AMAZONIA by James Marcus


Five Years at the Epicenter of the Juggernaut
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Amiable memoir of’s dizzying rise and eventual earthbound return.

Marcus’s debut aptly captures his sense of riding an unforeseeable whirlwind. From 1996 to 2001, he was employed as “Senior Editor” at Amazon. He was the 55th hire, personally interviewed by founder and future billionaire Jeff Bezos, whom the author depicts as superficially easygoing but obsessed with a “Culture of Metrics”: Bezos believed that endless analysis of Amazon’s business numbers would insure its explosive growth—and, in fact, it did. Marcus found the halcyon early days at the perpetually expanding company a constant whirlwind of 60-hour weeks and eccentric, wonky co-workers, many of whom, like the author, temporarily became paper millionaires during the Boom. Marcus perceptively discusses the challenges in representing books through the ultra-mutable online medium and describes how Amazon and Bezos struggled to stay ahead of the maelstrom. (For instance, they developed a top-secret auction capability to compete with eBay.) Many such initiatives failed to deliver—online success seemingly depended on “First Mover” status—even as raconteurs like Henry Blodget hyped the company and ensured its stock would soar. As the company grew, Marcus became conscious of how few site visitors actually read his careful reviews: “We were creators, and we were clerks,” he ruefully notes. Even before the 2000 market crash, he realized the site’s drive to personalize itself to the needs of all customers would ultimately hobble his editorial vision, as data-mining programs overtook hands-on efforts. Bezos was named Time’s 1999 Person of the Year, and the company’s employee population exploded, but they couldn’t outrun the millennium: by June 2000, the stock had plunged, as erstwhile cheerleaders like Blodget ran for cover and its credit was assessed as “degrading.” After the company laid off 15 percent of the workforce in 2001, the burned-out but wistful Marcus decided it was time to go.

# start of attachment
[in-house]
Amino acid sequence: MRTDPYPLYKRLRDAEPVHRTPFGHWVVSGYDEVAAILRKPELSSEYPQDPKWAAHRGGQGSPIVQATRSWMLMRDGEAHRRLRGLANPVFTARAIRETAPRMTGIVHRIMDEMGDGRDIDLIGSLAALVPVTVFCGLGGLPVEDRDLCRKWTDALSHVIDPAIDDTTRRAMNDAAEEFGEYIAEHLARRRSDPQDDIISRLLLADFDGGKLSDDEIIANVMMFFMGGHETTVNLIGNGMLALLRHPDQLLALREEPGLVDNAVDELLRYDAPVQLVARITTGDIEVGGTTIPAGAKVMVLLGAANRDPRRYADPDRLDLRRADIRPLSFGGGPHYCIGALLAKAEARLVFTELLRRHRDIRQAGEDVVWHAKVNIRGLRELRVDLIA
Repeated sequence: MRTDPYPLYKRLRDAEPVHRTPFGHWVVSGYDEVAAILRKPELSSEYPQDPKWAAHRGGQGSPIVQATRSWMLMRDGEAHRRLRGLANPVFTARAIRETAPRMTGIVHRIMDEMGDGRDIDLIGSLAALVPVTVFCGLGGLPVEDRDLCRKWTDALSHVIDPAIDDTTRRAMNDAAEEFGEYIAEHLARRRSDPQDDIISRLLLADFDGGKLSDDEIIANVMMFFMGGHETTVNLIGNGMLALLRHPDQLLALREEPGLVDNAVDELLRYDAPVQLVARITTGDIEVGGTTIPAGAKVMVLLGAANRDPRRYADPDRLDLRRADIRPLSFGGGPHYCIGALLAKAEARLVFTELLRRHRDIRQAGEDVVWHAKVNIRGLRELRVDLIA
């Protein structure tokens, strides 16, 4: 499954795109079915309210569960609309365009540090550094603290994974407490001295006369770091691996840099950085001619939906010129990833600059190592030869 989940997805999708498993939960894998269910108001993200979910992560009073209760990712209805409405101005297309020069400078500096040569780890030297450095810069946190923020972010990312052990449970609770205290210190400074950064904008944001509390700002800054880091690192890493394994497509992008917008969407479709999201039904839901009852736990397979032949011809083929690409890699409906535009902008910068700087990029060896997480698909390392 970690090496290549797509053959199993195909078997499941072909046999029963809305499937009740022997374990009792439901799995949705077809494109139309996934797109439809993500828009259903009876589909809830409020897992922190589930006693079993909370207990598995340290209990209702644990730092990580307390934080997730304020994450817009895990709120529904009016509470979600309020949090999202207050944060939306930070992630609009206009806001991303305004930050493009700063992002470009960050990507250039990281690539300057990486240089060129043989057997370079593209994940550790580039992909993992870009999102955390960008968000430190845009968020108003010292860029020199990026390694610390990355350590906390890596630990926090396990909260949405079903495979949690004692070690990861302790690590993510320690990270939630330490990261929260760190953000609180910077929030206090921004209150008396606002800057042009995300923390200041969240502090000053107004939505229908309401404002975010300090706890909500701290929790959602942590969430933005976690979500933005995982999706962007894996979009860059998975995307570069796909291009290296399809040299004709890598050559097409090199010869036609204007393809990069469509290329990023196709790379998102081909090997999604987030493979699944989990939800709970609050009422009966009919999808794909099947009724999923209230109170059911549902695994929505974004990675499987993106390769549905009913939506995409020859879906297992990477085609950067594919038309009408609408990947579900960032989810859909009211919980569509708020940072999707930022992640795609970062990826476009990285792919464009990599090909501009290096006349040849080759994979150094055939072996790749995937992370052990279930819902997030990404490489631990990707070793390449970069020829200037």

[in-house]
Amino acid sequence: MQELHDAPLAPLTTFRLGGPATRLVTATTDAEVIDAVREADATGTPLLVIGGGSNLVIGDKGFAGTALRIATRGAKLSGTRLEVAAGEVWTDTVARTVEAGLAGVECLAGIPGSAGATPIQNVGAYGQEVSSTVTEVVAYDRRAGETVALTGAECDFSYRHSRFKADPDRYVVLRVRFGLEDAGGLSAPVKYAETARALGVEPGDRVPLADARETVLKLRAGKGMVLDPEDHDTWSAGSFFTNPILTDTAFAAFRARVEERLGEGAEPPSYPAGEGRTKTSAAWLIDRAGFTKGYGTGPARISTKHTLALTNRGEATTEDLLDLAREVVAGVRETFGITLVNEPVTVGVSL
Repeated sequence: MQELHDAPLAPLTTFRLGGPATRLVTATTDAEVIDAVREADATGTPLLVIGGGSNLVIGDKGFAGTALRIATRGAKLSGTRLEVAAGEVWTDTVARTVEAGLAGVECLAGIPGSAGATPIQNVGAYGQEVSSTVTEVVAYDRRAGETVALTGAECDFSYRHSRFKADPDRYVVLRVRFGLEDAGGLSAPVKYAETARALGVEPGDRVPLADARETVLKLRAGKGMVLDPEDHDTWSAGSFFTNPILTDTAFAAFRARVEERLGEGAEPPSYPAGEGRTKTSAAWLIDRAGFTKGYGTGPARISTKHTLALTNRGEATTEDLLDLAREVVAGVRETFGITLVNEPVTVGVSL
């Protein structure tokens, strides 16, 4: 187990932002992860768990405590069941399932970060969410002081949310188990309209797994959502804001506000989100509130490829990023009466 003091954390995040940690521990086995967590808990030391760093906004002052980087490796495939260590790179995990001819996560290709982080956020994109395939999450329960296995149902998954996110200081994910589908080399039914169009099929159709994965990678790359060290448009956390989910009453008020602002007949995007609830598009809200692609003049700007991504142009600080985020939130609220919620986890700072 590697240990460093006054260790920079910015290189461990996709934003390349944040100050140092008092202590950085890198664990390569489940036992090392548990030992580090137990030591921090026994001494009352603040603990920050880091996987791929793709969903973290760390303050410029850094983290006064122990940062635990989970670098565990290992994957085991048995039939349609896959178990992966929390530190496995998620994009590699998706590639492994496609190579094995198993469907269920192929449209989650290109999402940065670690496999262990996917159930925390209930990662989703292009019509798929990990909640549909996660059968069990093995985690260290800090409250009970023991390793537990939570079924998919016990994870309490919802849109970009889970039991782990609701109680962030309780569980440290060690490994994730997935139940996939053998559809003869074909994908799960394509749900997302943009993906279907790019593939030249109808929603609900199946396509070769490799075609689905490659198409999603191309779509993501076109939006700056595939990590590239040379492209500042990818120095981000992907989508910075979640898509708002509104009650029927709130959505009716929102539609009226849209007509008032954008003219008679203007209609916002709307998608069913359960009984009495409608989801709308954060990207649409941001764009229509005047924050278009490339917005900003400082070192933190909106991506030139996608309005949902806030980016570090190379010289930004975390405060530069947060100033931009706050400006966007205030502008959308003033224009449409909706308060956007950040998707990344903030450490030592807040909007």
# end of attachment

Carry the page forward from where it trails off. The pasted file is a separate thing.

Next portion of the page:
Rarely surprising, but amusing and intelligently written: a good exploration of how Amazon survived the crash and earned its longevity.

Pub Date: June 24th, 2004
ISBN: 1-56584-870-5
Publisher: New Press
Review Posted Online:
Kirkus Reviews Issue: April 15th, 2004


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